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The Global Burden of Disease Study (GBD) 2021, published in The Lancet, predicts that global life expectancy will increase by 4.9 years in males and 4.2 years in females between 2022 and 2050. This increase is expected to be largest in countries with lower life expectancies, leading to a convergence of increased life expectancy worldwide. Public health measures that have prevented and improved survival rates from various diseases such as cardiovascular diseases, COVID-19, and communicable, maternal, neonatal, and nutritional diseases are driving this trend.

The study highlights the ongoing shift in disease burden to non-communicable diseases (NCDs) such as cardiovascular diseases, cancer, chronic obstructive pulmonary disease, and diabetes, as well as exposure to NCD-associated risk factors like obesity, high blood pressure, non-optimal diet, and smoking. This shift will have the greatest impact on the disease burden of the next generation, with more people expected to live longer but with more years spent in poor health. Global life expectancy is forecasted to increase from 73.6 years in 2022 to 78.1 years in 2050, while global healthy life expectancy is projected to increase from 64.8 years to 67.4 years during the same period.

To arrive at these conclusions, the study forecasts cause-specific mortality, years of life lost (YLLs), years lived with disability (YLDs), disability-adjusted life years (DALYs), life expectancy, and healthy life expectancy (HALE) from 2022 through 2050 for 204 countries and territories. The study’s lead author, Dr. Chris Murray, noted that while health inequalities between regions will remain, the gaps are shrinking, with the biggest increases anticipated in sub-Saharan Africa. The study emphasizes the importance of policy interventions aimed at preventing and mitigating behavioral and metabolic risk factors to reduce the global disease burden.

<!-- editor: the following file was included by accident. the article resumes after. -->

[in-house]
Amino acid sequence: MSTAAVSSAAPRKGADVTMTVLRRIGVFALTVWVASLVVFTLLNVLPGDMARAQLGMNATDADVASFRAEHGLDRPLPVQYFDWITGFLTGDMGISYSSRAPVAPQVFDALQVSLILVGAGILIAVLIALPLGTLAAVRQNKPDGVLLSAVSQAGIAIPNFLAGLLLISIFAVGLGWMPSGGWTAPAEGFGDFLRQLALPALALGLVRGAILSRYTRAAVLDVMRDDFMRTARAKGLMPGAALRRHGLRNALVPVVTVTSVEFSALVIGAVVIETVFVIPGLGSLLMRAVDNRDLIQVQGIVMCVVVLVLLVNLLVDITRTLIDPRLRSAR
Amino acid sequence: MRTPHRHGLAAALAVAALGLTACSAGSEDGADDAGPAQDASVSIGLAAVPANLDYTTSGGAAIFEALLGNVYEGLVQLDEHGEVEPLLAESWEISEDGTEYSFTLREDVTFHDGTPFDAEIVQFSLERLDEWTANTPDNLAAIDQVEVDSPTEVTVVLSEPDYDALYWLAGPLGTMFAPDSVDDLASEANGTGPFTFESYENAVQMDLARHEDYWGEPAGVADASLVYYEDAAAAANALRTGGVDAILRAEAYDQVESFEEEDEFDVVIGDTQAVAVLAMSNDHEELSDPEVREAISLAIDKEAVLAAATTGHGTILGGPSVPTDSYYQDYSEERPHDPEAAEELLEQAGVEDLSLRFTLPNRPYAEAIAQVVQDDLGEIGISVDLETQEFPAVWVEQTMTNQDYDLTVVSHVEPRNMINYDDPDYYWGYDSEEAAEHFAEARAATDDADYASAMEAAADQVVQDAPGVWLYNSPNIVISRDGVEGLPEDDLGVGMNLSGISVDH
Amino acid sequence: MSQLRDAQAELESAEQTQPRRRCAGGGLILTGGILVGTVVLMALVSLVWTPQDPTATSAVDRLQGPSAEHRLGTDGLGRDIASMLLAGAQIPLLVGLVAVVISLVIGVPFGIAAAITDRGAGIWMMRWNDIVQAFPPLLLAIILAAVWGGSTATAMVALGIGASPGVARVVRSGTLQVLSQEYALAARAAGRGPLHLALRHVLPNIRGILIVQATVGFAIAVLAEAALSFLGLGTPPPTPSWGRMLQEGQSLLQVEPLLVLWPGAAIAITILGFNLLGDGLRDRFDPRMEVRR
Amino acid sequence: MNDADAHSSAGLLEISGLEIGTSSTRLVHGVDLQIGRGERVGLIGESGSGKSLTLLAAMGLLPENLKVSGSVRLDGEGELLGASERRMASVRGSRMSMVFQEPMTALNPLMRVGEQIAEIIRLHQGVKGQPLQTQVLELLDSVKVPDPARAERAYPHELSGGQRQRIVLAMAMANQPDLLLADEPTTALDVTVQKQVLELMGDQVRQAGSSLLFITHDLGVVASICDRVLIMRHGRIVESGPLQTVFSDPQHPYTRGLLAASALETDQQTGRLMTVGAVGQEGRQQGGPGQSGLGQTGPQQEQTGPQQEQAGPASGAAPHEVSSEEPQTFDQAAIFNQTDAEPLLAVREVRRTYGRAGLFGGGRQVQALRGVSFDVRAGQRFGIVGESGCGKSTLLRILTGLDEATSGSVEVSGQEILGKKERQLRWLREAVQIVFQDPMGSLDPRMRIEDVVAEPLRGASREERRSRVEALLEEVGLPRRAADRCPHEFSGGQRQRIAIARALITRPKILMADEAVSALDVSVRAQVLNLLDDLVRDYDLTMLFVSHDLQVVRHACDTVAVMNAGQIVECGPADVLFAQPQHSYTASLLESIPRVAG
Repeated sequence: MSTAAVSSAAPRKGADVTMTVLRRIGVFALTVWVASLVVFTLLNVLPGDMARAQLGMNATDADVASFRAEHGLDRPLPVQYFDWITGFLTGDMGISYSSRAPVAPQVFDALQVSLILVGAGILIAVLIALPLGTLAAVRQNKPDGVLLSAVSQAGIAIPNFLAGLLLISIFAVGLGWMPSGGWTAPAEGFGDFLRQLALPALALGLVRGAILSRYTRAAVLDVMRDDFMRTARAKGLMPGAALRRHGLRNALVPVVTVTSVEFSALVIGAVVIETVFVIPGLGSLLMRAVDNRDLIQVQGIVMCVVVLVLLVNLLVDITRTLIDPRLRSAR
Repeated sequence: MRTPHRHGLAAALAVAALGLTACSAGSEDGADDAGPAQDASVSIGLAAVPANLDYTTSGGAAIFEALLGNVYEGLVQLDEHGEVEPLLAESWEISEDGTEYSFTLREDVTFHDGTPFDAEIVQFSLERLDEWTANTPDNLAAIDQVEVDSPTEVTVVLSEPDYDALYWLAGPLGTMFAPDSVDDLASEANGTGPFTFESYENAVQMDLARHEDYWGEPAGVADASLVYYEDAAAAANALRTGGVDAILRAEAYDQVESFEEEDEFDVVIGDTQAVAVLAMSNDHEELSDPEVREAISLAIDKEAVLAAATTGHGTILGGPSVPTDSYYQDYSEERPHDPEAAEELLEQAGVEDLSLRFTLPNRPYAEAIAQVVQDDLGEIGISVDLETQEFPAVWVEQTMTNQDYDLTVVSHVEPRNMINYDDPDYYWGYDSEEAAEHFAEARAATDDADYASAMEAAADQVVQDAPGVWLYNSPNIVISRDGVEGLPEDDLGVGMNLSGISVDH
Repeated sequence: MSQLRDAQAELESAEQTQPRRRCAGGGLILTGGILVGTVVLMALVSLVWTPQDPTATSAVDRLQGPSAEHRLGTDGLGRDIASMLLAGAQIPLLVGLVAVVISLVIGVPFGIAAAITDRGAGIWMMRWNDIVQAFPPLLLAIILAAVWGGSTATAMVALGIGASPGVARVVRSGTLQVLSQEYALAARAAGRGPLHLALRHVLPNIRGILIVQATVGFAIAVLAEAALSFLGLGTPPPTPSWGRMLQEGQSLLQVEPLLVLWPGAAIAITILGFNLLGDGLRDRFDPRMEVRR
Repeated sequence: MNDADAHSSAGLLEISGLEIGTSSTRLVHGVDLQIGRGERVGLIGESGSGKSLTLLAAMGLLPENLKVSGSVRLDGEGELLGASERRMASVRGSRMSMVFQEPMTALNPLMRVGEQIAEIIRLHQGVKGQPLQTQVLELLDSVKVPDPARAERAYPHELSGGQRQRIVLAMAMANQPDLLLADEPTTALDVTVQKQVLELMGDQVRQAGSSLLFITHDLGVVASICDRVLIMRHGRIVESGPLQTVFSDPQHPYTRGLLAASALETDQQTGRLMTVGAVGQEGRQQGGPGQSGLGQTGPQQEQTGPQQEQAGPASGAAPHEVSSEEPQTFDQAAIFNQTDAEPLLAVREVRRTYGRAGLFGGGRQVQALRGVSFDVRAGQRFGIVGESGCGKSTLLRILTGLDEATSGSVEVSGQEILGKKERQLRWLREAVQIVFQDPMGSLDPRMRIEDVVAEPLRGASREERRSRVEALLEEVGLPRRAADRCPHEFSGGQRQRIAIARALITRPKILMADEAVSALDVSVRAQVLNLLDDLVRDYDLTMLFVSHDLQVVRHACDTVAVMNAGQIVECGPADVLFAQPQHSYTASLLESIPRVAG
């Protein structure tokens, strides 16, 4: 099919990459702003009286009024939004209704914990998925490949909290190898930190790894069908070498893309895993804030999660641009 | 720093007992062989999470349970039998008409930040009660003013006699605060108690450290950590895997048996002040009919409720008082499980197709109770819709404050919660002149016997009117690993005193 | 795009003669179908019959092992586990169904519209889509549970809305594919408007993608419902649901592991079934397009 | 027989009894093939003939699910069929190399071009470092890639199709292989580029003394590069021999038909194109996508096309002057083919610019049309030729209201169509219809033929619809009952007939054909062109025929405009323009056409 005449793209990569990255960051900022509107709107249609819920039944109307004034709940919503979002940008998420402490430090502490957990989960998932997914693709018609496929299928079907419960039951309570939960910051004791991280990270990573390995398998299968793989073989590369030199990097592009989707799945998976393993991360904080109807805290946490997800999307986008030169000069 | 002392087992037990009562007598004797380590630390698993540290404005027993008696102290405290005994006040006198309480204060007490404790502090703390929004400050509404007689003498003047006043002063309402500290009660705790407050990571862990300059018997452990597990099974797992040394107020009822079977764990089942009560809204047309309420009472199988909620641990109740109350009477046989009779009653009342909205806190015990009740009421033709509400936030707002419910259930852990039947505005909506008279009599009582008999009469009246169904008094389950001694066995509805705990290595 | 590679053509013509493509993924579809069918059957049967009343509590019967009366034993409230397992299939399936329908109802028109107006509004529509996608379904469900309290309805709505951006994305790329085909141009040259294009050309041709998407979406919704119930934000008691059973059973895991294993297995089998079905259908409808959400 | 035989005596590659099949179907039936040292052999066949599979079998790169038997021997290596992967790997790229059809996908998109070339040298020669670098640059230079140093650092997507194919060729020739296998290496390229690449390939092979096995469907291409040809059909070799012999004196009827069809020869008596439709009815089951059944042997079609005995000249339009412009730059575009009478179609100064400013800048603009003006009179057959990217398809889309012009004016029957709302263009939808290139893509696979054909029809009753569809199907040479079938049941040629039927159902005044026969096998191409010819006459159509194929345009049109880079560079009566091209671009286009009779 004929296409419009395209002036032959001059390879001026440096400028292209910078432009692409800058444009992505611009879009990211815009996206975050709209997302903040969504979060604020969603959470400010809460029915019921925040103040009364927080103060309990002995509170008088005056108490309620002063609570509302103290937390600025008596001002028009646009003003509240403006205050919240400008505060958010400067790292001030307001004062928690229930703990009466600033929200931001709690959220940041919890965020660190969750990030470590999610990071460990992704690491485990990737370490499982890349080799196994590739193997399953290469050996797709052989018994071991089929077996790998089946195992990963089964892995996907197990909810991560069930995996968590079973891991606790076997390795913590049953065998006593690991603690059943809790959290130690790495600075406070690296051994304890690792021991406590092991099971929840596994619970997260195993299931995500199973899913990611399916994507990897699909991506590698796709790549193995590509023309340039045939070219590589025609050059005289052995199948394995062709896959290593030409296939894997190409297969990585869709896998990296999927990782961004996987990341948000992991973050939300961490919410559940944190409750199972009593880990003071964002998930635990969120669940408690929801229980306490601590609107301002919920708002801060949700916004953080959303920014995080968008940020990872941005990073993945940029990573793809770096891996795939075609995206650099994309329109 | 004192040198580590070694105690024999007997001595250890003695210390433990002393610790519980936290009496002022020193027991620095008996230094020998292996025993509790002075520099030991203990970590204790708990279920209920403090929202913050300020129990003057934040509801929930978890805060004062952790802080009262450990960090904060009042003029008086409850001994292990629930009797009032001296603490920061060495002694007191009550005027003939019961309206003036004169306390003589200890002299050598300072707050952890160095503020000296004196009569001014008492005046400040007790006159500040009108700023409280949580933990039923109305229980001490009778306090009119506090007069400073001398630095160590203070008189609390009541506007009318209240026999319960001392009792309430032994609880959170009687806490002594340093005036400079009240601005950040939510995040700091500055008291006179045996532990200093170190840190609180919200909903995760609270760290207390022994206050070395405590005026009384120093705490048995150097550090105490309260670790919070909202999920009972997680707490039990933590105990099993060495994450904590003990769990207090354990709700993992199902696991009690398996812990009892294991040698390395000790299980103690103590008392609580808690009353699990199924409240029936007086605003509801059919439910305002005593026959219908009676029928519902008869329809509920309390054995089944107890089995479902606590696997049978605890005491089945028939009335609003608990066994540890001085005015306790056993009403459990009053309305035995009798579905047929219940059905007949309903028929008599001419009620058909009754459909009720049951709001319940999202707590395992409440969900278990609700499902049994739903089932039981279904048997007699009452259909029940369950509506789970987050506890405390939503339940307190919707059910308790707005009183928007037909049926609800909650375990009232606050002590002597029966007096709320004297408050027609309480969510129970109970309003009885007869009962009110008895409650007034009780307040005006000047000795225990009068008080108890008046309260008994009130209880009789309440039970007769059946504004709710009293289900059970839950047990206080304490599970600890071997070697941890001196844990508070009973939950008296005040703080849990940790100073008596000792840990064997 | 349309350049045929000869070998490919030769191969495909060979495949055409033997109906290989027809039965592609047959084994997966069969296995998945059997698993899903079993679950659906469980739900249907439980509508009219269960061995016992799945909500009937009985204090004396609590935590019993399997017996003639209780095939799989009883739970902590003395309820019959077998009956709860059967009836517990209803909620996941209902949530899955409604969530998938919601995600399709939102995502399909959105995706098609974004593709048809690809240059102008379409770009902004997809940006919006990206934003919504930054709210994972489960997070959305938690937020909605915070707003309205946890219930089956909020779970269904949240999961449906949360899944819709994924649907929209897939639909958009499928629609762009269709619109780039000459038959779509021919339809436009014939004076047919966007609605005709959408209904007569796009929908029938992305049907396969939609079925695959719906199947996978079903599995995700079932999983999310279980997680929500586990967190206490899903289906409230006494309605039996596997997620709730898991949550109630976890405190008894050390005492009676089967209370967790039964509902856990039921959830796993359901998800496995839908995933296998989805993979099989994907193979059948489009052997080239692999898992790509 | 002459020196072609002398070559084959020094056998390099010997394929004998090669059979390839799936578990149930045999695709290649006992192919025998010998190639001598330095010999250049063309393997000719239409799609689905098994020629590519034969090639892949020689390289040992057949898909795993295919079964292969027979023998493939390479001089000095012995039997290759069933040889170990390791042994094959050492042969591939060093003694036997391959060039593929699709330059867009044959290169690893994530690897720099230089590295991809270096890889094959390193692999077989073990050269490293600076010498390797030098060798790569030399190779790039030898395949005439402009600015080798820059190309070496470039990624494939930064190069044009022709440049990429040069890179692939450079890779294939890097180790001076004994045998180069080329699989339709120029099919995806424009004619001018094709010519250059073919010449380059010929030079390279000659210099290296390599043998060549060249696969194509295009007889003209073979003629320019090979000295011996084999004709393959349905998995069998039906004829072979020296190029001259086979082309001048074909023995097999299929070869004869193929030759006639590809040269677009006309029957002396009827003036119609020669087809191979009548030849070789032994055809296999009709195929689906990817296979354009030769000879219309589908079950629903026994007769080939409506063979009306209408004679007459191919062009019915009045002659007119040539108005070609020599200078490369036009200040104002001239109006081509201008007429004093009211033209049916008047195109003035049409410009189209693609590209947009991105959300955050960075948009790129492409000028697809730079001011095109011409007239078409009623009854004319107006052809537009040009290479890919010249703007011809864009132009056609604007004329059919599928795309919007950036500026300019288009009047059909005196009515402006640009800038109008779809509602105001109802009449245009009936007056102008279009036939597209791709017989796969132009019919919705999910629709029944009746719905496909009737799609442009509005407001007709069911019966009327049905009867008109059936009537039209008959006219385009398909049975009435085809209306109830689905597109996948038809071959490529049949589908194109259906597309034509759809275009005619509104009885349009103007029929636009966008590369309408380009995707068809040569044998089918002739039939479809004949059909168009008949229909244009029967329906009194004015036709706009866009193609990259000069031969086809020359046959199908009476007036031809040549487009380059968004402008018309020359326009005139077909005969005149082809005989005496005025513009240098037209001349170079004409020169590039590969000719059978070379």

The GBD 2021 risk factors study, released alongside the main findings, reveals that the total number of years lost due to poor health and early death attributable to metabolic risk factors has increased by 50% since 2000. The study also explores various alternative scenarios that compare potential health outcomes if different public health interventions could eliminate exposure to key risk factor groups by 2050. The ‘Improved Behavioral and Metabolic Risks’ scenario is highlighted as having the strongest impact, with a 13.3% reduction in disease burden compared to the reference scenario. Additional scenarios focusing on safer environments and improved childhood nutrition and vaccination also show potential for reducing the disease burden.

The authors stress the need for continued progress and resources in the areas of safer environments, improved nutrition, and vaccination to accelerate progress and reduce the disease burden further. Dr. Murray emphasizes the importance of addressing rising metabolic and dietary risk factors related to behavioral and lifestyle choices such as high blood sugar, high body mass index, and high blood pressure. The study underscores the opportunity to influence the future of global health by implementing interventions to mitigate these risk factors and improve health outcomes worldwide.

In conclusion, the GBD 2021 study predicts significant increases in global life expectancy between 2022 and 2050, driven by improvements in public health measures and reductions in disease burden from communicable to non-communicable diseases. The study highlights the importance of addressing metabolic and dietary risk factors through policy interventions to reduce the global disease burden further and improve healthy life expectancy. By focusing on key risk factors and implementing targeted interventions, there is a potential to accelerate progress and positively impact the future of global health.

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